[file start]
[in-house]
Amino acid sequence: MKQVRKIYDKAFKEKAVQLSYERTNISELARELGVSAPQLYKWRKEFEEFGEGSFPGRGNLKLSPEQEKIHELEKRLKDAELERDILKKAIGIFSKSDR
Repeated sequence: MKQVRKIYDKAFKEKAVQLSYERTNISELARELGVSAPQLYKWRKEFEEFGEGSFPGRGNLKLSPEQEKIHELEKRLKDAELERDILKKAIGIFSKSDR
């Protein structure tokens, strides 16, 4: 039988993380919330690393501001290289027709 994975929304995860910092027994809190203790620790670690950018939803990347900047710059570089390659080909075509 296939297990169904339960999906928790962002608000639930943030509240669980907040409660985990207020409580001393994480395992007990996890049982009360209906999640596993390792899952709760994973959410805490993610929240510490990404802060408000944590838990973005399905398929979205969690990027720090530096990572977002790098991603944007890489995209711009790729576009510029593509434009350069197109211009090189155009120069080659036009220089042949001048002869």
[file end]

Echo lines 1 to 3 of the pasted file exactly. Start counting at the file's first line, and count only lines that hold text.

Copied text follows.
[in-house]
Amino acid sequence: MKQVRKIYDKAFKEKAVQLSYERTNISELARELGVSAPQLYKWRKEFEEFGEGSFPGRGNLKLSPEQEKIHELEKRLKDAELERDILKKAIGIFSKSDR
Repeated sequence: MKQVRKIYDKAFKEKAVQLSYERTNISELARELGVSAPQLYKWRKEFEEFGEGSFPGRGNLKLSPEQEKIHELEKRLKDAELERDILKKAIGIFSKSDR